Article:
After the initial software load, I mainly followed the Quick Install instructions that they link to on the first page. Then, since I was mainly monitoring Windows servers and workstations, I found the cleverly titled help page, “Monitoring Windows Machines“, and followed that. This page ran me through the basics of installing the NSClient++ on a Windows machine and configuring Nagios to connect to and monitor that client. One thing that I had to find out the hard way was that the entries for the monitored systems have to be duplicated for each host. In other words, there is no way to just list all the Windows systems you want to monitor. You have to created entries describing each host individually. That’s not a big deal, honestly, since you can open the configuration files in a text editor and just copy, paste and edit the required entries.
I did have a few false starts here, until I figured out the correct syntax and the fact that every host has to be part of a previously defined group. But, other than that little glitch, configuration was fairly simple.

It took a little more digging, but I later found instructions for passively monitoring services running on servers without a client. I now use my private installation of Nagios to monitor our company webserver, both POP3 and SMTP on our hosted e-mail server, as well as my two Windows 2003 servers. I can even check on the Microsoft SQL database, thanks to information I got from this post on the OSdir mailarchive. And, did I mention that all this software was free? Yeah, the documentation wasn’t the best and it took me a little while to figure out the install and config, but it was far easier than the other monitoring software I played with and I can let anyone who has the username and password check these stats from their own workstation via a web browser. How cool is that? Oh, and did I mention that this can be used to monitor Linux/Unix systems, Windows systems and even Netware systems? Nagios pretty well covers it all!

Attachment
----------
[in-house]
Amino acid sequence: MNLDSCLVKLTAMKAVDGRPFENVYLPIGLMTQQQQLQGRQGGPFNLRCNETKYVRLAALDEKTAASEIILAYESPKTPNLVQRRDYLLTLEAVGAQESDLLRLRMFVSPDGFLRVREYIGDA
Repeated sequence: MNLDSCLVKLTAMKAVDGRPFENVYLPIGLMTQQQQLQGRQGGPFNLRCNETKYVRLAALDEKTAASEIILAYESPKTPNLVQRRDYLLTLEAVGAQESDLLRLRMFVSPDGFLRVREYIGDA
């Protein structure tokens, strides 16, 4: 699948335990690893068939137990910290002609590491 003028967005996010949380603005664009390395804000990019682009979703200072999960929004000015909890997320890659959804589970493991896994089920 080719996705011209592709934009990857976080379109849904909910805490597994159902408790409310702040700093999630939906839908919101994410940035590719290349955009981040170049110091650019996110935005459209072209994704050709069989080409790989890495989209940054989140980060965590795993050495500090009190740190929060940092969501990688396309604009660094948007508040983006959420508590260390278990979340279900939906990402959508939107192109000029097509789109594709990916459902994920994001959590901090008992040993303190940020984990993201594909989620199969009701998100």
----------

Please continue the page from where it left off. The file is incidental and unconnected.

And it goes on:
(Oh, and as a side note, if you’re messing around with the configuration and want to reset the statistics, just stop the service and delete /usr/local/nagios/var/status.dat, then restart the service. All your counts will zero and all the checks will start fresh.)
In short, if you’re looking for a low-cost but versatile monitoring system and aren’t afraid to read the documentation, I highly recommend investigating Nagios.


Christmas Bonus

Filed under: Apple,Fun Work,Geek Work,GUI Center,Linux,MicroSoft,Novell,Personal,The Network Geek at Home — Posted by the Network Geek during the Hour of the Dragon which is in the early morning or 8:57 am for you boring, normal people.
The moon is Waning Crescent

I got a kind of Christmas bonus Friday.

iMac So, Friday, after long resisting it, I finally cleaned up my office.
I had all kinds of junk there, most of which I threw out. But, there was this older iMac. It was in decent shape, outside of a temperamental wireless card. So, rather than get rid of it, I asked the boss if I could have it. Mac lover that he is, he was thrilled to give it to someone who’d appreciate it. And, I think maybe he thought he’d converted me to the Apple camp. He hadn’t, but now I have two versions of desktop Windows, Linux and OS X in my house. Not to mention Novell and Linux server systems. So, now, when someone asks me to convert files for them, format shouldn’t be an issue.

Now, that is what I call a Christmas bonus!


10 Things to Think About When Buying a Laptop

Filed under: Apple,Geek Work,Linux,MicroSoft,Novell,Red Herrings,Review,The Network Geek at Home — Posted by the Network Geek during the Hour of the Hare which is in the early morning or 7:25 am for you boring, normal people.
The moon is a Full Moon

My laptop saved me.

As most of my regular readers know, my laptop really saved me when I was in the hospital getting my chemotherapy treatment. If I hadn’t had that, I might have just about gone crazy. For one thing, it kept me in touch with many of my friends via e-mail and blogs. For another thing, I was able to get some things done at work via that laptop and a secure, remote connection to our server. That wasn’t my intention when I bought it, but, still, it’s been a very good investment and I’m very, very happy to have made it. I’d even say it was worth going into a bit of debt to get it when I did. It was something I’d put off doing for… Well, for a very long time.

Anyway, if you’re thinking about getting a laptop, the upcoming Christmas season is as good a time as any. These days laptops go on sale just like all electronics do, at Christmas, after Christmas and at the beginning of the school year. But, with deference to the TechRepublic article from which I drew the main points, here are ten things to keep in mind when buying a new laptop: